frog-trimJungle

In the past, the word jungle has been used rather indiscriminately to describe almost any kind of dense, tropical vegetation, including what is now called rainforest. The term “rainforest”, however, only came into common use in the 1970s. Plants need both moisture and light to grow well, and the kind of dense ground-level vegetation that thrives in jungle areas occurs in places that have plentiful rainfall for at least part of the year, and more or less unrestricted access to sunlight. Consequently, it differs markedly from rainforest.

Jungle, however, may well occur close to, and within, rainforests, since all that is usually required in these warm, moist areas for this type of vegetation to develop is an adequate supply of light. Therefore, in places where trees are sparse, jungle can thrive. Typically, jungle vegetation will be found at the edges of rainforests, along rivers within the forest, and in areas where trees have fallen due to natural disasters such as high winds, or where trees have been felled by humans, and the land then left to itself.

This kind of vegetation is not found in temperate areas, as constant high temperatures are required to allow the year-round growth of plants. When combined with moist conditions, and a plentiful supply of light, growth is rapid. Many kinds of plants have evolved to compete successfully for resources, and so jungle areas, like rainforests, have a great diversity of plant life; however, the main difference is in the ground level vegetation. Trees do not get a chance to grow, as faster spreading plants rapidly deprive small seedlings of space and light. Plants in these areas have evolved to grow and spread quickly, and in many cases possess thorns to defend themselves against predators, resulting in a thick, impenetrable tangle of plants that makes life difficult for explorers.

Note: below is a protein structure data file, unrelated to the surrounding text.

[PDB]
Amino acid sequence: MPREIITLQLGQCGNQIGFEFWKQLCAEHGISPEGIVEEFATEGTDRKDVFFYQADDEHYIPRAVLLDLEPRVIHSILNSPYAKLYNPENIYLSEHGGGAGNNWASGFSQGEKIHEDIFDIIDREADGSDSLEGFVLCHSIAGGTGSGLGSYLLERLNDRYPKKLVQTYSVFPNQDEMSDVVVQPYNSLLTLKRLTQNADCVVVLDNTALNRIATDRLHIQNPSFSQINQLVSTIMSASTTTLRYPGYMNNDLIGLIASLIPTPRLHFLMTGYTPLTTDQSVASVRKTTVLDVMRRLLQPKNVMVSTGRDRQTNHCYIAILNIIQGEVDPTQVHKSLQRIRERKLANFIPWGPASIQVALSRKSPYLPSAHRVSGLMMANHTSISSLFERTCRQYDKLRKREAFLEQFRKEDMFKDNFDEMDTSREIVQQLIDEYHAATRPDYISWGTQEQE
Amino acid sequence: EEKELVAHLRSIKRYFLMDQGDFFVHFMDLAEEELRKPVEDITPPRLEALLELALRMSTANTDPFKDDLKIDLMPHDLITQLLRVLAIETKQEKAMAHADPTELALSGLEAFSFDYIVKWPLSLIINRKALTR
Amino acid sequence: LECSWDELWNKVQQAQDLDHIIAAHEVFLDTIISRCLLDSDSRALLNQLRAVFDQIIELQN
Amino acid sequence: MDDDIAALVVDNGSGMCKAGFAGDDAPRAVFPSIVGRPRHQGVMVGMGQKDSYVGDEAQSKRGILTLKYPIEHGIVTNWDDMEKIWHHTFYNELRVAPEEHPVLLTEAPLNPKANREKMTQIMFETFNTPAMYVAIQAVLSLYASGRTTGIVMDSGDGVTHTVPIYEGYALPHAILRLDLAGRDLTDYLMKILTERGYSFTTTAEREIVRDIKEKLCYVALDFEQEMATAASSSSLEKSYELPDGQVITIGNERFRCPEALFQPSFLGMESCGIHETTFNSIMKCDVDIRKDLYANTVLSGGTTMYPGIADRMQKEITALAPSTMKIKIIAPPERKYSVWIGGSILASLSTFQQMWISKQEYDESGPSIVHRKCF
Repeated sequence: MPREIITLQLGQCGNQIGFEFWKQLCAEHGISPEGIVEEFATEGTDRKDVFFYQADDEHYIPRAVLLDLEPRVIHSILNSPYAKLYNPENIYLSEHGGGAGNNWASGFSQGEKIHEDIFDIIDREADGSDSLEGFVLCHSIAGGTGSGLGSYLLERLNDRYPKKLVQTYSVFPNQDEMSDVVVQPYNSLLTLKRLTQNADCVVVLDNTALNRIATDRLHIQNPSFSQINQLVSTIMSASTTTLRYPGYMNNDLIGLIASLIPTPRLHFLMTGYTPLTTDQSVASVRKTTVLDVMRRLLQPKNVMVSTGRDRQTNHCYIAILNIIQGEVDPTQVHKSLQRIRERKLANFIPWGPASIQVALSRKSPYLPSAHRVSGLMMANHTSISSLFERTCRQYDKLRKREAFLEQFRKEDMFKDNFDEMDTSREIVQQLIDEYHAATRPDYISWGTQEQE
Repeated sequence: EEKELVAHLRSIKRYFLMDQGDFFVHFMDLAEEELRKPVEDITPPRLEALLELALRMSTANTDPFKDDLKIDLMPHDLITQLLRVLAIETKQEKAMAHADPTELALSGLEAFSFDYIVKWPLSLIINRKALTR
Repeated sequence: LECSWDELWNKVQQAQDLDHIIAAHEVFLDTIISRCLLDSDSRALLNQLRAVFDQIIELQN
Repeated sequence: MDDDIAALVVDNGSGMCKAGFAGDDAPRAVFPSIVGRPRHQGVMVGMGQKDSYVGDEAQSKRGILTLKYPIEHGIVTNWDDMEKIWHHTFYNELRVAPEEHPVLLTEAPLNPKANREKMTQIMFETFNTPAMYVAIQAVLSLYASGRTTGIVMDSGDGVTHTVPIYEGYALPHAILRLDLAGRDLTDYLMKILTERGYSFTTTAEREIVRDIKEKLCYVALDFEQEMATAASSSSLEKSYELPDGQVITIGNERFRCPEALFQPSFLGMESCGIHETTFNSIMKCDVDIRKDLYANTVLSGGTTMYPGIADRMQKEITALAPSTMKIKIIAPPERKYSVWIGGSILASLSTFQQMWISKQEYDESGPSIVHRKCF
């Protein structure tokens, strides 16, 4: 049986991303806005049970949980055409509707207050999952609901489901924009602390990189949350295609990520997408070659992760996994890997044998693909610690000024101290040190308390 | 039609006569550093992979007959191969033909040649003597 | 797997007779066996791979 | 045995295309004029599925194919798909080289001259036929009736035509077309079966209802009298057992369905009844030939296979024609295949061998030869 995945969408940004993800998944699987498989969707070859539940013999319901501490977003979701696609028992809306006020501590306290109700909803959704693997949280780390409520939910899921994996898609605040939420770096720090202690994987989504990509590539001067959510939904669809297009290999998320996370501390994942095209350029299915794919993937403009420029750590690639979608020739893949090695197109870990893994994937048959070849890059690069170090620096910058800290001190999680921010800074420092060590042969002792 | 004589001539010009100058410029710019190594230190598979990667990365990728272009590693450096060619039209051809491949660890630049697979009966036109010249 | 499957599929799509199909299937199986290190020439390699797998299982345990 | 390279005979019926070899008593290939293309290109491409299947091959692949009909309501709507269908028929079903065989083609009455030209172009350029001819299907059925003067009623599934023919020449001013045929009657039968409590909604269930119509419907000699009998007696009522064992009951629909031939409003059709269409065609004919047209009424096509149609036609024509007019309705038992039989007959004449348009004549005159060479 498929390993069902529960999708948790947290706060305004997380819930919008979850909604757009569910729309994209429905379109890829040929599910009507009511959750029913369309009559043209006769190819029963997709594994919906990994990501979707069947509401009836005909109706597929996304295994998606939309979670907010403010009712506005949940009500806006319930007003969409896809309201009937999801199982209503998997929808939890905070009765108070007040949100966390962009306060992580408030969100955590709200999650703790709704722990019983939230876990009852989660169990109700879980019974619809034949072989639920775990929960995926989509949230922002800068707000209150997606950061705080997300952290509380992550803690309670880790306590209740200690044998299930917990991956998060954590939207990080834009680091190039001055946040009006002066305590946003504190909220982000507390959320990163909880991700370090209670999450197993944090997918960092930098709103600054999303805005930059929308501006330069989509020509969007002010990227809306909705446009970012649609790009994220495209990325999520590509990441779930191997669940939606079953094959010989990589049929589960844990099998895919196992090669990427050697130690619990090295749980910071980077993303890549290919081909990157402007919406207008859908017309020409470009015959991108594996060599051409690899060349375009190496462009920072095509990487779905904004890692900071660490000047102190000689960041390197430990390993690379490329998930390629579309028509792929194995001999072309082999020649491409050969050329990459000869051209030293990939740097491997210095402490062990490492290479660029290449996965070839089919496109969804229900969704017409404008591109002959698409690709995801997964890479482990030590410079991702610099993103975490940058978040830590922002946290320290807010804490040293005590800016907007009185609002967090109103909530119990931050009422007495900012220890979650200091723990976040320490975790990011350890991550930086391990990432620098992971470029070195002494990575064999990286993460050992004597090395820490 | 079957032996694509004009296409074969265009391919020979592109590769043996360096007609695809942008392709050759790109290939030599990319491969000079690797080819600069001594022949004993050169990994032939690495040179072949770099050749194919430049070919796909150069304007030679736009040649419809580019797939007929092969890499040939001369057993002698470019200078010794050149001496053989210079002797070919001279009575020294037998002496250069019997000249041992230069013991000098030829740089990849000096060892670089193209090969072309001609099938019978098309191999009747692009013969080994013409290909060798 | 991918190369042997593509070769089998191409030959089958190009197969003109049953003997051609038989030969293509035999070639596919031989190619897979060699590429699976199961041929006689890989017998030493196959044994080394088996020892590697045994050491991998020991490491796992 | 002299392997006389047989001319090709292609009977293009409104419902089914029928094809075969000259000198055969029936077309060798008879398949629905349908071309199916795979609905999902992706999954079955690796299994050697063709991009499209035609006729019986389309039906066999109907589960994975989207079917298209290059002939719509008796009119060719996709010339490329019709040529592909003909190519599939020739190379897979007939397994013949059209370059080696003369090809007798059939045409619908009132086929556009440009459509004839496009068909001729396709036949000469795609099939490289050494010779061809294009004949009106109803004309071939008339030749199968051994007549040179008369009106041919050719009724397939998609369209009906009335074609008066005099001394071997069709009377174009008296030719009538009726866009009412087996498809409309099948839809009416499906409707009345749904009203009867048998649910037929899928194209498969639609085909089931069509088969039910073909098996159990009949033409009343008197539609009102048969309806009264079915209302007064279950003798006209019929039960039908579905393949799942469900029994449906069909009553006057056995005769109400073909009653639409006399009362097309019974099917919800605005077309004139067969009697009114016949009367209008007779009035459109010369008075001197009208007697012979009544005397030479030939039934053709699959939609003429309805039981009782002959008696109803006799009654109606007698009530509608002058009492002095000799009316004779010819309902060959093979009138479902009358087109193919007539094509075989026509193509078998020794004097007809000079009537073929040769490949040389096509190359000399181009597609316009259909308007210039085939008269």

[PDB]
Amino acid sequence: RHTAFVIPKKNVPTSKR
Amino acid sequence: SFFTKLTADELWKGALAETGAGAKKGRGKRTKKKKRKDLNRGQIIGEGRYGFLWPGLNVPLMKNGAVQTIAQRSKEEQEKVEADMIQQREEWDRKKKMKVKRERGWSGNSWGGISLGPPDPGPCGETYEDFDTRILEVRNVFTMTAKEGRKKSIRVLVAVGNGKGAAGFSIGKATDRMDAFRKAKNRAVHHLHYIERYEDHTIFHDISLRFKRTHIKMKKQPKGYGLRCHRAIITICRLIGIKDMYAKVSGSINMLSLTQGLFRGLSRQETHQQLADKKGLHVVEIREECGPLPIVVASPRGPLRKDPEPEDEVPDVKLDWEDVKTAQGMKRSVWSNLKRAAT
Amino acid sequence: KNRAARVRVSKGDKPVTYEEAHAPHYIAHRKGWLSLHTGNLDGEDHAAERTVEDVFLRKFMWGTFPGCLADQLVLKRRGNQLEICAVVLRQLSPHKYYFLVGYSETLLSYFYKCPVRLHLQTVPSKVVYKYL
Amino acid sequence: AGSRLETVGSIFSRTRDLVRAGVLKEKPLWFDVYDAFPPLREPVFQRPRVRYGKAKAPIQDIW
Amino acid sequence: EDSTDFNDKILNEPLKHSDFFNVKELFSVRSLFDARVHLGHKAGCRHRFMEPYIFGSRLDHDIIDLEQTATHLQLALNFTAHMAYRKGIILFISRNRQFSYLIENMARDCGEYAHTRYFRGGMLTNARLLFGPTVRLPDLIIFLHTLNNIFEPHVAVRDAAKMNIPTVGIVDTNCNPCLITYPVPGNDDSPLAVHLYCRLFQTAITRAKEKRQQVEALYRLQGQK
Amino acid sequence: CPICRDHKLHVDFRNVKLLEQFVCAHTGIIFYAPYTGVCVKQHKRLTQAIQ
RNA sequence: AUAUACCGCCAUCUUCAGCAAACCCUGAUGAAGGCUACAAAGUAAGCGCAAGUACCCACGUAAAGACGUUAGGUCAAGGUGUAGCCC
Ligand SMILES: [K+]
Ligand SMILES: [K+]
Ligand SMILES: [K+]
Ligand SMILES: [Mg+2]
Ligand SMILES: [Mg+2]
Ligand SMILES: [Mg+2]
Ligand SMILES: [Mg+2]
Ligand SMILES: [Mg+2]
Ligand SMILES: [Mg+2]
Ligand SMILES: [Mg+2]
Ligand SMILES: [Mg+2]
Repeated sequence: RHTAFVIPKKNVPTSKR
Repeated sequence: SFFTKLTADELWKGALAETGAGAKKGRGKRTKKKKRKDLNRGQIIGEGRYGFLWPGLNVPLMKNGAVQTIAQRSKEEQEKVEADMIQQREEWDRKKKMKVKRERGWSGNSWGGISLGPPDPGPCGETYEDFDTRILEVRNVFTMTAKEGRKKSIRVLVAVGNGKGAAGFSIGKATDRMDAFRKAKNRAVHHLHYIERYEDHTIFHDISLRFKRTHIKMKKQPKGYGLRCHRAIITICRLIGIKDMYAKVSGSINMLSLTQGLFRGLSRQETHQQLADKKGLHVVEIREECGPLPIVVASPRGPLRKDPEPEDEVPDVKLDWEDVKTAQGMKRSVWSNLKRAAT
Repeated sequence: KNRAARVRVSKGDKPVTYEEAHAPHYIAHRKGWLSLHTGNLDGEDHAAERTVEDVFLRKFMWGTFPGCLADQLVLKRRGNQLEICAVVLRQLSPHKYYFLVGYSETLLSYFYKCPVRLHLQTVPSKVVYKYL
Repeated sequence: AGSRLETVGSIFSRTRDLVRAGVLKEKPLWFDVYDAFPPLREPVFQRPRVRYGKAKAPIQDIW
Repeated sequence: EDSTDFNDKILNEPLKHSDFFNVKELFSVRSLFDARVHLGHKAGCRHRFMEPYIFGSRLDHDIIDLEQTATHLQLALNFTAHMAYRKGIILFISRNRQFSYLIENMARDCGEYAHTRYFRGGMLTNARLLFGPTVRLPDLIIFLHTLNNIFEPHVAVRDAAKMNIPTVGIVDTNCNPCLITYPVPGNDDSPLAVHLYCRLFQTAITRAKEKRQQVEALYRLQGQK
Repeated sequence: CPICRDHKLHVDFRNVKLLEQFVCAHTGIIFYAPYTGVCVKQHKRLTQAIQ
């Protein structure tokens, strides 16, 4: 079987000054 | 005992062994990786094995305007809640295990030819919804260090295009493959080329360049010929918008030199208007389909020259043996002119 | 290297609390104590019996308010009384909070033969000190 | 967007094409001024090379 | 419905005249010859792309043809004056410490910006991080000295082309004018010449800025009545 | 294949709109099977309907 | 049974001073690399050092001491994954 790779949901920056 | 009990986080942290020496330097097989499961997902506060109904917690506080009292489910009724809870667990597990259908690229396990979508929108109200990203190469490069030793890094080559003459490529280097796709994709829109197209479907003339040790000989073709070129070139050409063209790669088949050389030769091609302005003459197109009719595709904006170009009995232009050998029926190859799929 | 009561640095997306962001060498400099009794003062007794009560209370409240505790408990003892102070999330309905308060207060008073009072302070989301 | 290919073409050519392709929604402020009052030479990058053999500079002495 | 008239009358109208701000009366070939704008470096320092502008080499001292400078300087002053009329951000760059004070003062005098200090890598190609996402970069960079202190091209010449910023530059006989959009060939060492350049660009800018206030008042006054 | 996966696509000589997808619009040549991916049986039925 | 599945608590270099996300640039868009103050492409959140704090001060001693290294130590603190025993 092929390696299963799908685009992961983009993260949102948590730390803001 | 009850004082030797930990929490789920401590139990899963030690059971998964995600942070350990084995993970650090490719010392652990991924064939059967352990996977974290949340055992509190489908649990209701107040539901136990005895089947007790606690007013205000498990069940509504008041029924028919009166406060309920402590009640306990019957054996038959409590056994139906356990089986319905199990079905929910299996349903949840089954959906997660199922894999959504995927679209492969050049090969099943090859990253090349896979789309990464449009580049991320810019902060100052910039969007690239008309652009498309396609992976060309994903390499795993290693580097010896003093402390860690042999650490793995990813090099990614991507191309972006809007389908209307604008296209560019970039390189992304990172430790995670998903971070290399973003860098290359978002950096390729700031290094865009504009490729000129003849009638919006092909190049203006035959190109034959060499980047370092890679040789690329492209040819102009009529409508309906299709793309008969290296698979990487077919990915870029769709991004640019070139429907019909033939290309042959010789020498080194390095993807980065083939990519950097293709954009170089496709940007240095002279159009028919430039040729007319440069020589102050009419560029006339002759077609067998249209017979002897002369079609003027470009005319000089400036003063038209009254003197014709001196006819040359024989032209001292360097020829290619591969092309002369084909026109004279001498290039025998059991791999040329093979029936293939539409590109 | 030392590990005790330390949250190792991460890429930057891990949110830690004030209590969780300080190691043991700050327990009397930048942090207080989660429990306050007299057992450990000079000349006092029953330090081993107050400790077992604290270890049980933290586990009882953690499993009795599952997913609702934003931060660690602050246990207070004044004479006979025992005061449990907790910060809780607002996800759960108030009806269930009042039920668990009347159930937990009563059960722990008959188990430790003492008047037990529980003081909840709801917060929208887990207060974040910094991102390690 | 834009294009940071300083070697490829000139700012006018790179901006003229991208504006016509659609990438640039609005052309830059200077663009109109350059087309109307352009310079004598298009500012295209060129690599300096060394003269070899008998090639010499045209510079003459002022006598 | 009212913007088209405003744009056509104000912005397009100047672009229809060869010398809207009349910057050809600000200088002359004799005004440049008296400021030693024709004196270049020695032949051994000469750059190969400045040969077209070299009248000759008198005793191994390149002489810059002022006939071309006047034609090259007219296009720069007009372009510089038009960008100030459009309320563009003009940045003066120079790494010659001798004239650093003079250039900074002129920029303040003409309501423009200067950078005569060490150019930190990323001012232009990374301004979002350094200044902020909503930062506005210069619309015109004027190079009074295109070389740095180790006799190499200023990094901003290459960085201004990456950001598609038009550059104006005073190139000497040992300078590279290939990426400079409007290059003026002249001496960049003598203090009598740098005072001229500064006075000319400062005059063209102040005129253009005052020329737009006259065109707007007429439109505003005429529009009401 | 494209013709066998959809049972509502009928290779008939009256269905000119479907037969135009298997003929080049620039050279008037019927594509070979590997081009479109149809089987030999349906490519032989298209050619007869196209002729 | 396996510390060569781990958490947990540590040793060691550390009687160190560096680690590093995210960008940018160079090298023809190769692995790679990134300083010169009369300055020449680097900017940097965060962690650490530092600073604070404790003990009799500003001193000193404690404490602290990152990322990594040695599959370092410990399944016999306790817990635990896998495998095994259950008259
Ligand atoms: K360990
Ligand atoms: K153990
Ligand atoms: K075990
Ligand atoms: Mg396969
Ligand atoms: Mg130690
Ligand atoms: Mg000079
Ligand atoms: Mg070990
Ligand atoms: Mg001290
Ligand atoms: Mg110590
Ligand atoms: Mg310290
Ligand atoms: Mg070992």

frog-trimRainforest

As the name implies, this type of vegetation occurs in areas of high rainfall. In the equatorial regions, conditions are ideal for rainforest, due to the frequent heavy rain, high humidity and year-round high temperatures. Rainforests, can, however, be found in some temperate regions, where rainfall is high enough. For example, many parts of the west coast of North America have forests of this type. These woodlands, however, have far fewer plant and animal species living in them than tropical forests.

The typical tropical rainforest has a high canopy of overlapping branches and leaves that absorb most of the incoming sunlight. The trees that make up this layer generally grow to between 70 and 100 feet (21 – 30 meters). Above this, there may be an emergent layer, consisting of a relatively small number of even taller trees, up to 180 ft (55 m) high. Below the main canopy, there is a shrub, or understory, layer, consisting of young trees and large-leaved plants that are able to exploit the relatively small amounts of light at this level. The ground layer has only a few shade-loving plants.

Source of text: www.wisegeek.org

 

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The rainforest at night

The rainforest at night from National Geographic

Explore the rainforest by torchlight in this interactive activity from National Geographic.

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Deforestation and soil erosion

Deforestation, or the removal of forests, is a major problem that has devastating effects all over the world. Forests are home to most of the plants and species on the earth. As the forest are destroyed, many species die out – an estimated 50,000 species a year. At the edge of the rain forest, more sunlight passes through the canopy, so it is drier and hotter than the interior. Fewer forest plants grow at the edge because they prefer the humid and shady forest interior.  As a result, there are fewer animals there.